Theatre review: Fag/Stag

Edinburgh Festival Fringe: Corgan (Chris Isaacs) and Jimmy (Jeffrey Jay Fowler) are best mates, both of whom once loved mutual friend Tamara '“ in Jimmy's case, years before he realised he was gay.

Underbelly Cowgate (Venue 61)


Tamara’s marriage to interloper Jack (described by both men as having a “piss-weak handshake”) is on the horizon, and we hear tales of the lads’ escapades in the weeks leading up to the big day.

This no-frills two-hander is not quite what you might expect from Perth theatre company The Last Great Hunt – their 2011 Fringe sensation, The Adventures of Alvin Sputnik: Deep Sea Explorer, was a technical marvel, and even action-comedy Bruce and globe-trotting yarn The Great Ridolphi (both being staged at this year’s festival) have some bells and whistles attached. Fag/Stag simply has two blokes, sitting on chairs, talking about their feelings – or more accurately, not talking about their feelings.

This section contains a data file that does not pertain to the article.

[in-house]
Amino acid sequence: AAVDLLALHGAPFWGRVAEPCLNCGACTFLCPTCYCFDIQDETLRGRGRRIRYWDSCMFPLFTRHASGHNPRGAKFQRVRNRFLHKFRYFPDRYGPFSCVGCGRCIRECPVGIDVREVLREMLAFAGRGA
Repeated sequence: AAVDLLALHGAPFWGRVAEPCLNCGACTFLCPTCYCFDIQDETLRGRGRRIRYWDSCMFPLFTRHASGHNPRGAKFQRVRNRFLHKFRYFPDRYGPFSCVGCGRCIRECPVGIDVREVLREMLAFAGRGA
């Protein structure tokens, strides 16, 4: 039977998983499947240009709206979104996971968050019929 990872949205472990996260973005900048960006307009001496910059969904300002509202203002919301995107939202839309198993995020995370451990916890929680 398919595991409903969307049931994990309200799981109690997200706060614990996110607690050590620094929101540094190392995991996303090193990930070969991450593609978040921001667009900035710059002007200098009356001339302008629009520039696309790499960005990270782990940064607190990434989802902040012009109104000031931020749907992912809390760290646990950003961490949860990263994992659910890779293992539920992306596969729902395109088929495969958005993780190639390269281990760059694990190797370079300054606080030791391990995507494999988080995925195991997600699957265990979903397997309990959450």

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Fowler and Isaacs’ script – along with their understated performances and fluent rapport – capture the oblique way men interact with one another: very rarely saying exactly what’s on their minds, instead encoding messages to each other in rolled-up cigarettes, shared beers and Donkey Kong sessions.

The centrepiece of this complex inarticulacy is a night out with Corgan’s “straight mates” – while Corgan feels perfectly secure in hanging out with Jimmy on a one-to-one basis, there’s a shift in dynamic as soon as his non-gay peers are introduced: both he and Jimmy struggle to share the same platonic intimacy in a larger group of men, and end up acting out as a result.

The show’s treatment of subjective truth is perhaps less unique, but no less well observed; by the end, you’ve learned that each storyteller has their own version of events, and it’s up to you to decide which – if any – has any relation to what really happened.

Until 27 August. Today 4pm.